British Para athletes will be out in force this summer, competing on home soil at the World Para Athletics Championships, which take place at London’s Olympic Park from 14-23 July.
With the rousing support of a home crowd urging them on, which Brits will strike gold?
Here are 10 of the host nation’s top contenders:
1. Jonnie Peacock (100m T44)
He’s done it before and he’ll be determined to do it again – Jonnie Peacock is the man for the big occasion. Gold medallist at London 2012, Peacock also won the world title in 2013, the European title in 2014 and most recently Paralympic gold at Rio 2016. The 23-year-old, who missed the last World Championships through injury, will be the man to beat in the blue riband men’s 100m T44.
2. Aled Davies (shot put & discus F42)
Davies has dominated the men’s F42 throwing events in recent years, and was justifiably favourite for shot put gold at Rio 2016 – which he duly won, more than 1.5 metres clear of his rivals. The reigning world and European champion in both the shot put and discus F42, Davies will have his sights set on double gold in London.
3. Richard Whitehead (200m T42)
Winner of the 200m T42 at the last three World Championships, Whitehead plans to retire from competitive track racing after London 2017. The 40-year-old shows no sign of slowing down however, having broken his own world record back in the London stadium last year. What better way to bow out than winning gold in front of a rapturous home crowd?
4. Paul Blake (400m & 800m T36)
Blake has stood on the podium at every World Championships since making his debut in 2011, winning three gold and four silver medals to date. At Rio 2016 he won 400m T36 gold, then was beaten to the line in the 800m after a terrific display of front-running by Australia’s James Turner. Can he turn the tables with the support of a home crowd?
5. Libby Clegg (100m & 200m T11)
Clegg proved unshakable last year, dealing with a change of guide and a change of class – she now runs in the T11 class, where athletes wear blindfolds – with apparent ease. She won double sprint gold at Rio 2016 and broke both the 100m and 200m T11 world records last year too. She will be the one to beat in London.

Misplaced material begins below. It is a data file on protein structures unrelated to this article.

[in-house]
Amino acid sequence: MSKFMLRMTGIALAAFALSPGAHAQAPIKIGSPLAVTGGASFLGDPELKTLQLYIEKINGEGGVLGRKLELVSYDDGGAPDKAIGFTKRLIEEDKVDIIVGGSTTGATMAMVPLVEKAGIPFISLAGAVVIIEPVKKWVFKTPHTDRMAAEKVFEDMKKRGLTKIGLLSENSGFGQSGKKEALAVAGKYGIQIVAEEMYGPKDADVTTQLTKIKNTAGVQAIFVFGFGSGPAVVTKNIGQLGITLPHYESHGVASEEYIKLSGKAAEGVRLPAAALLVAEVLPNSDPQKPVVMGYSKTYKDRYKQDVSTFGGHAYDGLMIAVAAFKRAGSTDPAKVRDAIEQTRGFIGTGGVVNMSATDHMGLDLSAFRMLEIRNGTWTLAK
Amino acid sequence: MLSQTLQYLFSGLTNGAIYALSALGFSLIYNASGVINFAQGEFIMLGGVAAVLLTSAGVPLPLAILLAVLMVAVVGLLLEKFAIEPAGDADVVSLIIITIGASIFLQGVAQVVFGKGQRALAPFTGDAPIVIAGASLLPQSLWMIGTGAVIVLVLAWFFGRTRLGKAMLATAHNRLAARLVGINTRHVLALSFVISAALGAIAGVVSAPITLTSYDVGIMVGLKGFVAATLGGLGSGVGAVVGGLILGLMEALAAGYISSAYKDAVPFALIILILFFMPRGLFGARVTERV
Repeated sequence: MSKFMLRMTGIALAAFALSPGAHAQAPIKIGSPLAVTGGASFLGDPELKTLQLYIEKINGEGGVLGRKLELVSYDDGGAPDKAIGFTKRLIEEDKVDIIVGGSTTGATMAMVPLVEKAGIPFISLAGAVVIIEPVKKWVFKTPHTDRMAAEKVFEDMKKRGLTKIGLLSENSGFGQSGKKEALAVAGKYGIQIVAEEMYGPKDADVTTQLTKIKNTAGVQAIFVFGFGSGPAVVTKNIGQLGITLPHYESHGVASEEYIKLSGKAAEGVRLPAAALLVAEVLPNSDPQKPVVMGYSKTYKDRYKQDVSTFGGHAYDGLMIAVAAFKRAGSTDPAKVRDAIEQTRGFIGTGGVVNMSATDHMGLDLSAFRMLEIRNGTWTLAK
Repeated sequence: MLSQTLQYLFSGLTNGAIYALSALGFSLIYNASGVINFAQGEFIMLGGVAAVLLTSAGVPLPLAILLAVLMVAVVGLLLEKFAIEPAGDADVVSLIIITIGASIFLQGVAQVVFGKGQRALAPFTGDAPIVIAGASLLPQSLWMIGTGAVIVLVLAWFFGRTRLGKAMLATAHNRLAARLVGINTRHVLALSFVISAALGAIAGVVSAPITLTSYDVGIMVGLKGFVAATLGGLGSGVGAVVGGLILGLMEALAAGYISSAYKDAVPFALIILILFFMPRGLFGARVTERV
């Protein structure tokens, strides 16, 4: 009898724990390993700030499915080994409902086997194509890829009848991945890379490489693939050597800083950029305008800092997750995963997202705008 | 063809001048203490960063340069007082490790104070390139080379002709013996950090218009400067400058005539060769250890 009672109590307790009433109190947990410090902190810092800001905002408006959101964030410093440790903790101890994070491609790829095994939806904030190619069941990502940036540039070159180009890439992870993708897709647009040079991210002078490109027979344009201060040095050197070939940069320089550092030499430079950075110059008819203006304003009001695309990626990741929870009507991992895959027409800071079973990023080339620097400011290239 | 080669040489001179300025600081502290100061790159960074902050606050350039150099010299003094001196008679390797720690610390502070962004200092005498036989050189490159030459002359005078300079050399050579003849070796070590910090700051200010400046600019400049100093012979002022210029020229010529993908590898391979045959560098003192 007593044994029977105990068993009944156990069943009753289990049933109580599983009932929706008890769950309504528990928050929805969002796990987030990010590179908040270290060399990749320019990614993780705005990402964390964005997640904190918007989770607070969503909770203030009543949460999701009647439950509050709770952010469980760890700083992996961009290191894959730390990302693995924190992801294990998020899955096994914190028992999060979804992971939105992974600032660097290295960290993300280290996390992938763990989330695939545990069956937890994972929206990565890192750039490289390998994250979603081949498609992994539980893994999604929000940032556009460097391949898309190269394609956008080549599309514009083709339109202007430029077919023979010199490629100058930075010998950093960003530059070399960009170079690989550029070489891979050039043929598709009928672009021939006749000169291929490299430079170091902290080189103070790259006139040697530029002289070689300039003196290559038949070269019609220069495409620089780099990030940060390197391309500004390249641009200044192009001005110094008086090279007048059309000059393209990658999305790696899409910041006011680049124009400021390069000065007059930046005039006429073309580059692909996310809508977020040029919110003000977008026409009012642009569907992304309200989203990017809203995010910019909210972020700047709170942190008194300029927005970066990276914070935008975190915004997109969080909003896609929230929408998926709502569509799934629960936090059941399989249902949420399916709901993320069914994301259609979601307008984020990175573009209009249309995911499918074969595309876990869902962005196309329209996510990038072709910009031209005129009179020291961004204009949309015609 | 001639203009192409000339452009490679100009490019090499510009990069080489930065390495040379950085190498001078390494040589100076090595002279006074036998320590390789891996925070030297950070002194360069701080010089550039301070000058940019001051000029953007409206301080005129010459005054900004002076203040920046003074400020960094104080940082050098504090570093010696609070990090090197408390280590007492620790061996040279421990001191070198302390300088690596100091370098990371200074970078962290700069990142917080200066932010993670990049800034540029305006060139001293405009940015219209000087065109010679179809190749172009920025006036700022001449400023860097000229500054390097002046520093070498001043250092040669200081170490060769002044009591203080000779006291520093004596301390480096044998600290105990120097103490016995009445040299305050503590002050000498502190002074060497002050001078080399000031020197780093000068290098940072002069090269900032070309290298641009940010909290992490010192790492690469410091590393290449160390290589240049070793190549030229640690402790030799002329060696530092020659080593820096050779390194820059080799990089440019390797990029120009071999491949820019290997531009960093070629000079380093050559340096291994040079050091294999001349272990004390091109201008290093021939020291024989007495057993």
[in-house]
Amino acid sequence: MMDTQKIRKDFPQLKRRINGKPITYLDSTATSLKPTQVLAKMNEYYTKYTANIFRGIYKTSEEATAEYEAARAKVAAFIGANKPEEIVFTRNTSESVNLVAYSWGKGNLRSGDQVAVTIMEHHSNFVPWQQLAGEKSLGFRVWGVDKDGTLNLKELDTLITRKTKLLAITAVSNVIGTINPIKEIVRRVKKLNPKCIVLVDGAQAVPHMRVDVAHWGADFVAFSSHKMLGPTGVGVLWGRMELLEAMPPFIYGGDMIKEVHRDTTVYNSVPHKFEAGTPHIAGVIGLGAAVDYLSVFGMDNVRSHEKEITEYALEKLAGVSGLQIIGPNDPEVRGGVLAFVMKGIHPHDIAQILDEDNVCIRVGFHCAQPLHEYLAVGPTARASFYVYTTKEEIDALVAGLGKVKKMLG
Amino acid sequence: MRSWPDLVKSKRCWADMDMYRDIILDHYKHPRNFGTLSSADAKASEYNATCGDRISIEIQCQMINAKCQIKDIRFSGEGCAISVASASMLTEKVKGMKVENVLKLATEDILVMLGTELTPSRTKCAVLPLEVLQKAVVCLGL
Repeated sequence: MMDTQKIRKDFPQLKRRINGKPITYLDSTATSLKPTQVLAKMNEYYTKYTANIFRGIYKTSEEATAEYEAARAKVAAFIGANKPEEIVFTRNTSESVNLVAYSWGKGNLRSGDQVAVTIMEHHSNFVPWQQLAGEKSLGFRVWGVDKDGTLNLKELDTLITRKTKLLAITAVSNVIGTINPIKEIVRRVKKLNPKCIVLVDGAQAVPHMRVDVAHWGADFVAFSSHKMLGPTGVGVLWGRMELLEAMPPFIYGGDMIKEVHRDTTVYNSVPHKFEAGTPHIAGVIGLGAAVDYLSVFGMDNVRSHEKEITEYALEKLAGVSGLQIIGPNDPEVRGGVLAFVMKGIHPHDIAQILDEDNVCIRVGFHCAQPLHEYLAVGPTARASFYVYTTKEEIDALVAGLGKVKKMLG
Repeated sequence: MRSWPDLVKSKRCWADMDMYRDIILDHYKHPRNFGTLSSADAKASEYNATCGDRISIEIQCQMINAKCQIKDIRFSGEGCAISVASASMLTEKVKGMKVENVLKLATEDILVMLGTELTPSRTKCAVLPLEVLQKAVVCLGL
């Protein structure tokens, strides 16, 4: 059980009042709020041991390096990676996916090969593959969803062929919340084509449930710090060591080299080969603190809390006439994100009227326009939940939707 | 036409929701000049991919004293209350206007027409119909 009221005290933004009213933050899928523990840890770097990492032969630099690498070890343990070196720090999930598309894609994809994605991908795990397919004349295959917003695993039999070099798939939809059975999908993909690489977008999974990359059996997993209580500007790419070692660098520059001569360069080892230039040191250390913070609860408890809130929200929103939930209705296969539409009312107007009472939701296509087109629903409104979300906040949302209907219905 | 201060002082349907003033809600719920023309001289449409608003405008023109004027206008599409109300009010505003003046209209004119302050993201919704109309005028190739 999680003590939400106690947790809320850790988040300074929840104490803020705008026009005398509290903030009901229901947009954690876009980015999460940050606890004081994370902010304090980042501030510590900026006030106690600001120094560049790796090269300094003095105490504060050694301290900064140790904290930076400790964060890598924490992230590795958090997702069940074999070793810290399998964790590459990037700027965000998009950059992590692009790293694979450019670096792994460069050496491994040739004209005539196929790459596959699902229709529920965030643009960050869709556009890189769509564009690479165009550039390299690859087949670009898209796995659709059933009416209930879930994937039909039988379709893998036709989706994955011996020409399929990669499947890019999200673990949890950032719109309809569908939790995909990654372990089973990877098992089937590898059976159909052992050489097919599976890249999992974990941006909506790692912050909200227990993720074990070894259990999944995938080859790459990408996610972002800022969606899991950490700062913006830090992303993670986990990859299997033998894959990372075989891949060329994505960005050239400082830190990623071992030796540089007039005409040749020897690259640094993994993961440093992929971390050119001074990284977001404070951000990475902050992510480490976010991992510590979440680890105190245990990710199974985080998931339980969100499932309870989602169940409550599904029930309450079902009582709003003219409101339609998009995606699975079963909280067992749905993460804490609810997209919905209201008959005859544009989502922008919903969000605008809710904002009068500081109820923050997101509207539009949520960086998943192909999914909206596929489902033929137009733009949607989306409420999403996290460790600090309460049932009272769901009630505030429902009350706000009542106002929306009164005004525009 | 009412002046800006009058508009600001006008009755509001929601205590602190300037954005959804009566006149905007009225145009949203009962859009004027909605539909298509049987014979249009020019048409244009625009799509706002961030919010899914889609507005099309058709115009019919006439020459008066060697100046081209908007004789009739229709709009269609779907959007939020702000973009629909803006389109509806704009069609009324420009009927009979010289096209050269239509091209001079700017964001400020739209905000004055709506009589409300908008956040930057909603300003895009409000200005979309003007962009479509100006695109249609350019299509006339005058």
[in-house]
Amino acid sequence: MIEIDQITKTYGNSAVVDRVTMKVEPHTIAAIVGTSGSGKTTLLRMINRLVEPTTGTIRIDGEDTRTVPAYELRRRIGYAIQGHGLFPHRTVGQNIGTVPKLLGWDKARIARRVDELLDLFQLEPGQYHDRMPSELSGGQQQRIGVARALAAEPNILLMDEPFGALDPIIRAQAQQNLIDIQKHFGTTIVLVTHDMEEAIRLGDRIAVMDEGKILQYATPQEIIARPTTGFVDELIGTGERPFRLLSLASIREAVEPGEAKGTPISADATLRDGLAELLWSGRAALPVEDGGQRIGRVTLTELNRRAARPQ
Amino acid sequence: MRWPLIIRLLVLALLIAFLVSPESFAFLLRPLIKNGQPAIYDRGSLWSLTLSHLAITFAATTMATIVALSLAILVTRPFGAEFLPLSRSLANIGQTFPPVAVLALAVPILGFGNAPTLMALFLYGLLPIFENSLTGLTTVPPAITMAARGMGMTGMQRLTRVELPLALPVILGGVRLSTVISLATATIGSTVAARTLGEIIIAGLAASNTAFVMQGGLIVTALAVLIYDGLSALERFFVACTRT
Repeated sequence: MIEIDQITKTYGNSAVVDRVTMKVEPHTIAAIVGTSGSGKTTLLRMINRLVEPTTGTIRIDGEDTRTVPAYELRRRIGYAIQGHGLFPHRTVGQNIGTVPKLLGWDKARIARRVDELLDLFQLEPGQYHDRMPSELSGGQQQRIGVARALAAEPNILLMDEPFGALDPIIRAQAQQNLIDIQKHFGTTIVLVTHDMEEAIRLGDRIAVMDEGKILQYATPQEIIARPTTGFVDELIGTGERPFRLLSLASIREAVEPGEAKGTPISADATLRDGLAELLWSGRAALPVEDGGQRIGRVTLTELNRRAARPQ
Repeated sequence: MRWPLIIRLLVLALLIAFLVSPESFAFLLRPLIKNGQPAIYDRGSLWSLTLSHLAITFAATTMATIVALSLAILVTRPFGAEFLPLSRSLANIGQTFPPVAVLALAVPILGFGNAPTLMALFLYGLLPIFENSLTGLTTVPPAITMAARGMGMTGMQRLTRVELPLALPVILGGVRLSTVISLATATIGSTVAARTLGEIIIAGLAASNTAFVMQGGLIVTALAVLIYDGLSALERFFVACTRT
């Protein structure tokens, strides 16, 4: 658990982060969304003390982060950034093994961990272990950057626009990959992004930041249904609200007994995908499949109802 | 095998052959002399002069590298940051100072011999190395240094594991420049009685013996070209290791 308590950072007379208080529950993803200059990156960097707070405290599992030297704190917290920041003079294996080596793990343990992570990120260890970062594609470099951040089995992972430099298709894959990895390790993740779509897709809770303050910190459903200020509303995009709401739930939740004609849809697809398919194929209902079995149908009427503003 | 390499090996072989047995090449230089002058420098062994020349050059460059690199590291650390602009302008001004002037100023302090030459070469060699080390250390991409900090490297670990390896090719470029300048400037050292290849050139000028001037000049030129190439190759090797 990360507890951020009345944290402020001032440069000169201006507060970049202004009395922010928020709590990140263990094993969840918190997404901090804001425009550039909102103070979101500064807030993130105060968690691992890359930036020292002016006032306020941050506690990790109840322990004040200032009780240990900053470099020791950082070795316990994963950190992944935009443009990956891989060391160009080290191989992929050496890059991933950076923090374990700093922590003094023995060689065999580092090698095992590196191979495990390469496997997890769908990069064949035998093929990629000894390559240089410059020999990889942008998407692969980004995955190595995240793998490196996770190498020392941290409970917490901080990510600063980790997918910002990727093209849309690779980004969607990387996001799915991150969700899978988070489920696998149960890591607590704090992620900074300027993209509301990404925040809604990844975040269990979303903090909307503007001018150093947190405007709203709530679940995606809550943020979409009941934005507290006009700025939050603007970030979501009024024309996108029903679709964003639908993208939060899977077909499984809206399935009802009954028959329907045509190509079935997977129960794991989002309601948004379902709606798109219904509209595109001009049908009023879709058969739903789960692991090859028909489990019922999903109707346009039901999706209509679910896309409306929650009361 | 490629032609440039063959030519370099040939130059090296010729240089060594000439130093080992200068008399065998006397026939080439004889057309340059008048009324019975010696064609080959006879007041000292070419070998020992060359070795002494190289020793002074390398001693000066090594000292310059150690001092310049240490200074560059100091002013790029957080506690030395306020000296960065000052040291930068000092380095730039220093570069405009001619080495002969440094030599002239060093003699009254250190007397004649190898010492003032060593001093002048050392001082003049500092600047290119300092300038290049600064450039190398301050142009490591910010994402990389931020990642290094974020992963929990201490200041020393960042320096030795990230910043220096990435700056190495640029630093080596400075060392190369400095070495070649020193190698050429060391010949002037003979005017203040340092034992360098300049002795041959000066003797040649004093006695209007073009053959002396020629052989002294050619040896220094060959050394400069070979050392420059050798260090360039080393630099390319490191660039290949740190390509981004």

6. Hannah Cockroft (100m, 400m, 800m T34)
The T34 wheelchair racer won her first title in 2011 and has been adding to that tally ever since. With seven world, five Paralympic and two European titles to her name, she is unbeaten on the big stage.
7. Georgie Hermitage (100m, 400m T37)
Hermitage enjoyed a hugely successful year in 2016, winning four gold medals at the Grosseto 2016 European Championships (100m, 200m, 400m T37 and 4x100m T35-38). She went on to clinch 100m and 400m T37 gold, plus relay silver, at Rio 2016 – breaking both individual world records in the process.
8. Sophie Hahn (100m T38)
Hahn was inspired to take up Para athletics after watching the London 2012 Paralympics: now she has a chance to create her own moment of glory at the same venue. As the reigning world, Paralympic and European 100m T38 champion she will be favourite to do just that. Watch out for her British teammate Kadeena Cox.
9. Hollie Arnold (javelin F46)
Two-time world champion in the javelin F46, Arnold added the Paralympic crown to her list of achievements last year, adding nearly two metres on to the previous world record in the process. If she continues with that form she will be hard to beat.
10. Jo Butterfield (club throw F51)
Butterfield only made her international debut in 2014, but since then she has shown terrific progress in the women’s club throw F51. She broke the world record twice last year – first at the 2016 European Championships, then at the Paralympic Games. She is the reigning world champion too and will be out to retain that title in July.
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